Incalculable Misery

Manuscript certificate of Governor Joel Parker's oath of office, 20 January 1863.
Manuscript certificate of Governor Joel Parker’s oath of office, 20 January 1863.

If the abolition of slavery be a necessary consequence of the war, both races will have to endure the evils which, in their present condition, it would bring on them, but to make emancipation the object of the war would be to use the treasure and blood of the country to carry out the political views which, to a great extent, produced the war; would be in bad faith to the nation, and especially to those who have freely given of their wealth, and voluntarily offered their lives to the Government, after that Government had, of its own accord, put on record that the war was not to be prosecuted for the purpose of “overthrowing the established institutions of the States.”

Our energies should be devoted to a restoration of the Union, and the problem of emancipation is one to be solved hereafter by the people of the States where the institution of slavery exists. To be a benefit even to the people in servitude, it should not come by fire and sword. The institutions of ages, interwoven with society, cannot thus be broken up without producing incalculable misery. If emancipation should ever come, it will come so as to be of the greatest benefit to both races. It will come, as it did in New Jersey, by the voluntary action of the people of the States where the institution exists, peacefully and gradually, and without the dictation or interference of the General Government or the governments of other States, and without calling on the other States to incur an immense debt, equivalent to a mortgage on every acre of land within their limits.

The project of emancipation, we fear, will prolong the war. Whether intended or not, like the unconstitutional creation of new States, it will have the effect of placing an obstacle in the way of the restoration of the Union; the great object for which we should contend.

We are told that the belief that slavery is the cause of the war, and that the war can never cease and the life of the nation be preserved, until slavery be abolished, has led to a departure from the original purpose of the war. This is the radical error of the emancipationists. Slavery is no more the cause of the war than gold is the cause of robbery or murder. With the same propriety it might be said that commerce was the cause of our last war with Great Britain, and that commerce should be abolished, because the impressment of American seamen led to the collision. In all these cases the evil passions of men, taking the form of illegal action, were the antecedent cause. If men will reform themselves, keep within the law, and observe constitutional requirements, there is no reason why we should not live together as harmoniously as our ancestors did in the earlier days of the Republic. Abolition and Secession are the authors of our calamity, and Abolition is the parent of Secession.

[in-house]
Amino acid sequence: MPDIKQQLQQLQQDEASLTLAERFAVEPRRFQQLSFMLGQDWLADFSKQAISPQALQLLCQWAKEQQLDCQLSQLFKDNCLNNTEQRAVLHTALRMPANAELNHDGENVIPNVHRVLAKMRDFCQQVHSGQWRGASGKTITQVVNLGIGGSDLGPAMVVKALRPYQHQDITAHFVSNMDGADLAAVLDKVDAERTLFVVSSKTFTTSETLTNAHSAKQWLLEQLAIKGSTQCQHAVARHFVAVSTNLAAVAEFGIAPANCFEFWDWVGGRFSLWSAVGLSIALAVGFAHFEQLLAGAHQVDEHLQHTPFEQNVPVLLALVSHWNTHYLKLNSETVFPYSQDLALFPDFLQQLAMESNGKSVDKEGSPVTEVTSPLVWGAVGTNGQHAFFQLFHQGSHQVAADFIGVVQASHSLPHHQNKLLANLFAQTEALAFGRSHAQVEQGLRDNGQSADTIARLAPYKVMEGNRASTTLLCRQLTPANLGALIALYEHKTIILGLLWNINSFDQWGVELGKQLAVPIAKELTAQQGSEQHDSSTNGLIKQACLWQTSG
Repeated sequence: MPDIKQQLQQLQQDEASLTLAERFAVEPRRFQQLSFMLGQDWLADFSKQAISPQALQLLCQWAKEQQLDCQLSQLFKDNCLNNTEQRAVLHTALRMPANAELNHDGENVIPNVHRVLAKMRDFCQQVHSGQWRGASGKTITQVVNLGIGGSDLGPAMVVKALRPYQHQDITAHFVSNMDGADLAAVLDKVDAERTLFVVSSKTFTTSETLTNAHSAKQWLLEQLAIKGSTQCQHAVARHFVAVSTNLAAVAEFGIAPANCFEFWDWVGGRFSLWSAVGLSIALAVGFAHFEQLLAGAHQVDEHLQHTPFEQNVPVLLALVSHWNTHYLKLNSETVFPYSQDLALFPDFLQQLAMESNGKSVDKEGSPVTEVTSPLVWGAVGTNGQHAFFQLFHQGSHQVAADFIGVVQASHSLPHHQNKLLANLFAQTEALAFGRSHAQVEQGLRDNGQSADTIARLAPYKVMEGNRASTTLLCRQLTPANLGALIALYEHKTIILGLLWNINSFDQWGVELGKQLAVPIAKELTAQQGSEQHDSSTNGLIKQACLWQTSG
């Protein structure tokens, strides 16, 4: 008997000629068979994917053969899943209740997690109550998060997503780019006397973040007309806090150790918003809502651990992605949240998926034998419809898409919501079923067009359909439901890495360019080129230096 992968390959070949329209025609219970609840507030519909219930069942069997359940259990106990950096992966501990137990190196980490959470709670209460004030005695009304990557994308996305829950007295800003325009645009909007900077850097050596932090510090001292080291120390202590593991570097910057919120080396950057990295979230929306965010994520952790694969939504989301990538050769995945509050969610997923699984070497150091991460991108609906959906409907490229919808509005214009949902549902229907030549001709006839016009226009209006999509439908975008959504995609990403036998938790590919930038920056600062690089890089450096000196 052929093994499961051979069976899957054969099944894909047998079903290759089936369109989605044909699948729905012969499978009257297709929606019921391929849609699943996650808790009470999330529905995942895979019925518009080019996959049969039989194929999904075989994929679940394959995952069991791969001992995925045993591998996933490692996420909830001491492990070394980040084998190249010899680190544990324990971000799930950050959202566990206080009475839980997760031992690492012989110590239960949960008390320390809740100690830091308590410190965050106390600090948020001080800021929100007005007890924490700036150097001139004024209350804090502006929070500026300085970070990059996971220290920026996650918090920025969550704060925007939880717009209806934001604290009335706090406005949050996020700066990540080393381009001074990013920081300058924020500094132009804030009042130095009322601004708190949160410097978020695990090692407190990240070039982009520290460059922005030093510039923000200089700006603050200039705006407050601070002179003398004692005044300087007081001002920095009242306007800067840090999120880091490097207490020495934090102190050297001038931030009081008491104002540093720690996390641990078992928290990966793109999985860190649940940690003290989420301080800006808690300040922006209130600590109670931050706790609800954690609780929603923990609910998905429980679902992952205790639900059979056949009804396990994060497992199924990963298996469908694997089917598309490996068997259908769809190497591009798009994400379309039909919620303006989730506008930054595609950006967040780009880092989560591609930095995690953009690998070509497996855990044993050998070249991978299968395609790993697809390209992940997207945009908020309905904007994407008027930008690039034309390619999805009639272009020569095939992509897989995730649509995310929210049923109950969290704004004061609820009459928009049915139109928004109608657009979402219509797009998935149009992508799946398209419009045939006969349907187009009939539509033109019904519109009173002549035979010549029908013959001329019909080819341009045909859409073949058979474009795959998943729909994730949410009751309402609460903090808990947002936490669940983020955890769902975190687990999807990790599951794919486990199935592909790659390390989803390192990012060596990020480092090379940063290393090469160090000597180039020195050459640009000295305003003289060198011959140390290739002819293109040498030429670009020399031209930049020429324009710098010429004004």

To those who regarded slavery as a sin, and were impelled by a law which they esteem higher than the Constitution, to effect emancipation at all hazards, it would be useless to say anything, except that they were no more responsible for the evils incident to slavery in the Southern States, than they were responsible for serfdom in the most distant country in Europe. They had about as much right to interfere in the one case as in the other. Slavery was here when the Constitution was formed. Its introduction was not the work of one section alone. The great and good men of that day, in framing the Constitution, recognized it as an existing institution. Its control was wisely left to the several States in which it existed. Without this the Constitution never would have been ratified. Of this class of men (who often neglect evils at home, and interfere where they have no legal right,) my predecessor, in the message before referred to, wisely remarked—”We give some of them credit for sincerity; but if so sensitive to wickedness, they will find enough to exercise their time and talents within the bounds of their own State, and probably within a narrower circle.”

— Inaugural Address of Joel Parker, Governor of New Jersey, 20 January 1863.

Let Us Invoke the God of Our Fathers

Inauguration of Jefferson Davis as President of the Confederate States of America, 18 February 1861, the Capitol at Montgomery, Alabama.

It is joyous in the midst of perilous times to look around upon a people united in heart, where one purpose of high resolve animates and actuates the whole; where the sacrifices to be made are not weighed in the balance against honor and right and liberty and equality. Obstacles may retard, but they cannot long prevent, the progress of a movement sanctified by its justice and sustained by a virtuous people. Reverently let us invoke the God of our fathers to guide and protect us in our efforts to perpetuate the principles which by his blessing they were able to vindicate, establish, and transmit to their posterity. With the continuance of his favor ever gratefully acknowledged, we may hopefully look forward to success, to peace, and to prosperity.

— From Inaugural Address of President Jefferson Davis, 18 February 1861.